Consumers are going to gravitate toward applications powered by the buzzy new technology, analyst Michael Wolf predicts

Chris Dixon, a partner who led the charge, says he has a ‘very long-term horizon’

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What We Fight About When We Fight About Money

New research tackles the source of financial conflict and what we can do about it

Mon, Nov 27, 2023 3 min

When couples argue over money, the real source of the conflict usually isn’t on their bank statement.

Financial disagreements tend to be stand-ins for deeper issues in our relationships, researchers and couples counsellors said, since the way we use money is a reflection of our values, character and beliefs. Persistent fights over spending and saving often doom romantic partnerships: Even if you fix the money problem, the underlying issues remain.

To understand what the fights are really about, new research from social scientists at Carleton University in Ottawa began with a unique data set: more than 1,000 posts culled from a relationship forum on the social-media platform Reddit. Money was a major thread in the posts, which largely broke down into complaints about one-sided decision-making, uneven contributions, a lack of shared values and perceived unfairness or irresponsibility.

By analysing and categorising the candid messages, then interviewing hundreds of couples, the researchers said they have isolated some of the recurring patterns behind financial conflicts.

The research found that when partners disagree about mundane expenses, such as grocery bills and shop receipts, they tend to have better relationships. Fights about fair contributions to household finances and perceived financial irresponsibility are particularly detrimental, however.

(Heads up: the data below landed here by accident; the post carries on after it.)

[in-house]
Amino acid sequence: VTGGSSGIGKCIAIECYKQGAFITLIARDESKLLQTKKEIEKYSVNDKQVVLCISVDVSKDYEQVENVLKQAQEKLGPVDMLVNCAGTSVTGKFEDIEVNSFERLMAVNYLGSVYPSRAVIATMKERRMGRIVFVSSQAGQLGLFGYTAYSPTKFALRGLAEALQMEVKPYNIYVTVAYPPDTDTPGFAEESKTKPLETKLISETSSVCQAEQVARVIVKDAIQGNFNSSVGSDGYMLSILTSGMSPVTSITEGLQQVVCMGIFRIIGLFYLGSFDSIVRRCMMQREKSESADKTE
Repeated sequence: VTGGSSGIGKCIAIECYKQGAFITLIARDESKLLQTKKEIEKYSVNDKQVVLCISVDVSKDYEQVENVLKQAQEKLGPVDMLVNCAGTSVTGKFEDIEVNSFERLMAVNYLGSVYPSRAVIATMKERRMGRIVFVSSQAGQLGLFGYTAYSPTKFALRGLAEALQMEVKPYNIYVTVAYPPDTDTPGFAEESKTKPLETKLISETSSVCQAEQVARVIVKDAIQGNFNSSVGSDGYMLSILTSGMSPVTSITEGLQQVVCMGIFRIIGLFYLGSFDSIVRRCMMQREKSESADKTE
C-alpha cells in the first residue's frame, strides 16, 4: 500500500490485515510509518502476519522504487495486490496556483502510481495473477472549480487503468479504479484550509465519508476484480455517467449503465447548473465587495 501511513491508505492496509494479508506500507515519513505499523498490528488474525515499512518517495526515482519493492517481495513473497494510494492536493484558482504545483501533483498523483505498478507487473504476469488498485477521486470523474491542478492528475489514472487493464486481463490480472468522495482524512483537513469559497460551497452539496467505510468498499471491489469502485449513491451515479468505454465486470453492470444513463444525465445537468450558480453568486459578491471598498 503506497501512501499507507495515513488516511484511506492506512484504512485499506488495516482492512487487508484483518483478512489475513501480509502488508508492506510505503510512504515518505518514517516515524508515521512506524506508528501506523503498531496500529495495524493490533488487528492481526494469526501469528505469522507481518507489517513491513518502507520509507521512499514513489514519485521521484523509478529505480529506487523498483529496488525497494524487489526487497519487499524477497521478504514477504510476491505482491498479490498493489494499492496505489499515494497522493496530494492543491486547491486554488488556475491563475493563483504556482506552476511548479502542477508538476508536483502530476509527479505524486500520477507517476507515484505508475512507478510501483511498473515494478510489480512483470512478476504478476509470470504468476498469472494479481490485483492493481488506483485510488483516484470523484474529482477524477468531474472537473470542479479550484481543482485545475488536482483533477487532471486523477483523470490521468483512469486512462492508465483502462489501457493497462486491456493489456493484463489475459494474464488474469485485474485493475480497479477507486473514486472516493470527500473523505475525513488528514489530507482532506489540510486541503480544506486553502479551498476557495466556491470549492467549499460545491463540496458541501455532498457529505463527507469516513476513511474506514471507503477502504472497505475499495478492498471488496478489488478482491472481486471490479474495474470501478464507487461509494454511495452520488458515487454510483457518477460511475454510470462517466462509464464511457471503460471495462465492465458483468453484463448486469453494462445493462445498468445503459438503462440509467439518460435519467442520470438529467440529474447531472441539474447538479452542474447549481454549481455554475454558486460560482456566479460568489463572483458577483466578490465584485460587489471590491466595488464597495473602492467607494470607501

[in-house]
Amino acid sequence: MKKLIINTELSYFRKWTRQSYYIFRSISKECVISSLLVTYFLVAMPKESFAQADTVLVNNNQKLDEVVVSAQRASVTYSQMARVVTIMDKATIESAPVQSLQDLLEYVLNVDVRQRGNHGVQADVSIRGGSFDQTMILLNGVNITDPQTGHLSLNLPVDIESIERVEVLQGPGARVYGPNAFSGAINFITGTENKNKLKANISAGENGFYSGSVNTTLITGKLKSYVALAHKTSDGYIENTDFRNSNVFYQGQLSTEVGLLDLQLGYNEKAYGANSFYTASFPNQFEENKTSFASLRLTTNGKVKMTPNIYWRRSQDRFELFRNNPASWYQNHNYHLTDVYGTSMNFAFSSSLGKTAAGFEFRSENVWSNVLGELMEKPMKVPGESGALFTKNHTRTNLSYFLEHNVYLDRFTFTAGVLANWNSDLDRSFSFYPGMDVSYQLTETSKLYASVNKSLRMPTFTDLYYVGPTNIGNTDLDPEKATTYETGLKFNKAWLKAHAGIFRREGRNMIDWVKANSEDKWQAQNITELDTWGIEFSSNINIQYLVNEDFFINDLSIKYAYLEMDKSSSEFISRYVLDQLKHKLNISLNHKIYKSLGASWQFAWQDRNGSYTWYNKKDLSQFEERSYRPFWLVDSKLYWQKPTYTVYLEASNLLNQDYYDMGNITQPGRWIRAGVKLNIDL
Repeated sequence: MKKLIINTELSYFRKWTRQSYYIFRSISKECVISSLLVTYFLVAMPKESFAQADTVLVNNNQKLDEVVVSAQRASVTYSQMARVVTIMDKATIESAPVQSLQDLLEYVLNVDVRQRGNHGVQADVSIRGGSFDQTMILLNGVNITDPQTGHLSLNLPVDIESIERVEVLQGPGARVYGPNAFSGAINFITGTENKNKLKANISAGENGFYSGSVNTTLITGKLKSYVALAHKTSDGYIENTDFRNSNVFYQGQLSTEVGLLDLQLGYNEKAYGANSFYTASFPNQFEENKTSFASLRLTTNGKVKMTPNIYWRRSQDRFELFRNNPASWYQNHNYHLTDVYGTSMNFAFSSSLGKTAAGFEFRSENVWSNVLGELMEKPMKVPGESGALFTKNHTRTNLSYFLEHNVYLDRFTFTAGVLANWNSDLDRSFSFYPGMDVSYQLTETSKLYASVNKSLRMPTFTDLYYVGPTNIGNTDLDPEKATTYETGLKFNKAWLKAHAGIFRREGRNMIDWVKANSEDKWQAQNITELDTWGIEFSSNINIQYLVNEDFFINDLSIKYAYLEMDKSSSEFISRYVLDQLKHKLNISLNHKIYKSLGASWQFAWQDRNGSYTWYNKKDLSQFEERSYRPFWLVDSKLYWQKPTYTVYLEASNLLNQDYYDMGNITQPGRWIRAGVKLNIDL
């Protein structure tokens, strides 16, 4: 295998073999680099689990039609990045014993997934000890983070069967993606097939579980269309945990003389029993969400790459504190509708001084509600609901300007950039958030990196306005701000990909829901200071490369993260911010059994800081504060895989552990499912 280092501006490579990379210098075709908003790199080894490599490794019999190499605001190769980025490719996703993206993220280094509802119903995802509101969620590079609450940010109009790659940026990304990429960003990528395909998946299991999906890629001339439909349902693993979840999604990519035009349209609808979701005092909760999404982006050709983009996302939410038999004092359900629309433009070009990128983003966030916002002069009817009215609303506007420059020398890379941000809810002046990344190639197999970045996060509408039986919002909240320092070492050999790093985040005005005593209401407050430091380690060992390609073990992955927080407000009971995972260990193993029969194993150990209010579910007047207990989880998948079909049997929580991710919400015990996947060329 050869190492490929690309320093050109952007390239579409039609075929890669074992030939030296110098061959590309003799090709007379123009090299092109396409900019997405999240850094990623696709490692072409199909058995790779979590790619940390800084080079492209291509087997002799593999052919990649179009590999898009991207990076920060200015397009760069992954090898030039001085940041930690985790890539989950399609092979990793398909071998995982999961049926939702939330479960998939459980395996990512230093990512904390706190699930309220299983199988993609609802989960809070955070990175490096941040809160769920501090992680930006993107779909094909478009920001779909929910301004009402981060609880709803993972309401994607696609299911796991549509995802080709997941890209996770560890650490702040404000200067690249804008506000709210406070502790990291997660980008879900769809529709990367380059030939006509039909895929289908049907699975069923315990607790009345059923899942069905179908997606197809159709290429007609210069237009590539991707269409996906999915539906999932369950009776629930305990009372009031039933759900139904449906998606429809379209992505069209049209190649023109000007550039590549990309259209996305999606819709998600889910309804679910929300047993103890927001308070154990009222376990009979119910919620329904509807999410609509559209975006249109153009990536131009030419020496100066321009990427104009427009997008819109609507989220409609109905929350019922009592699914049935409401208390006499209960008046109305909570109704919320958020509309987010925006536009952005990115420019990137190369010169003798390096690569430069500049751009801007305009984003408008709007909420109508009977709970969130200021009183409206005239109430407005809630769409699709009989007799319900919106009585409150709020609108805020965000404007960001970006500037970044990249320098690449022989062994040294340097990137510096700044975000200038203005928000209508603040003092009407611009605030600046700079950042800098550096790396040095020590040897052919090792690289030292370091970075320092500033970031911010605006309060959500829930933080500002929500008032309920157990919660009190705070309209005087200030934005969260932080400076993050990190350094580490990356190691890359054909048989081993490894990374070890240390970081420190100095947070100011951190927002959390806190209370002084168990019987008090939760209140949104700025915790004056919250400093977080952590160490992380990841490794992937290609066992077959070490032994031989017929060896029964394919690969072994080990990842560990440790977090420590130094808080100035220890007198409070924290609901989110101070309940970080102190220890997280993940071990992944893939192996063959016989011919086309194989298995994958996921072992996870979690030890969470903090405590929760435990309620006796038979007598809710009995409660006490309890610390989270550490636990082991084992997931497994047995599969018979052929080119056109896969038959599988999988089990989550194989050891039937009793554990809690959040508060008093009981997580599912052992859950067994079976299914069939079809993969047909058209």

While there is no cure-all to resolve the disputes, the antidote in many cases is to talk about money more, not less, said Johanna Peetz, a professor of psychology at Carleton who co-authored the study.

“You should discuss finances more in relationships, because then small things won’t escalate into bigger problems,” she said.

A partner might insist on taking a vacation the other can’t afford. Another married couple might want to separate their previously combined finances. Couples might also realize they no longer share values they originally brought to the relationship.

Recognise patterns

Differentiating between your own viewpoint on the money fight from that of your partner is no easy feat, said Thomas Faupl, a marriage and family psychotherapist in San Francisco. Where one person sees an easily solvable problem—overspending on groceries—the other might see an irrevocable rift in the relationship.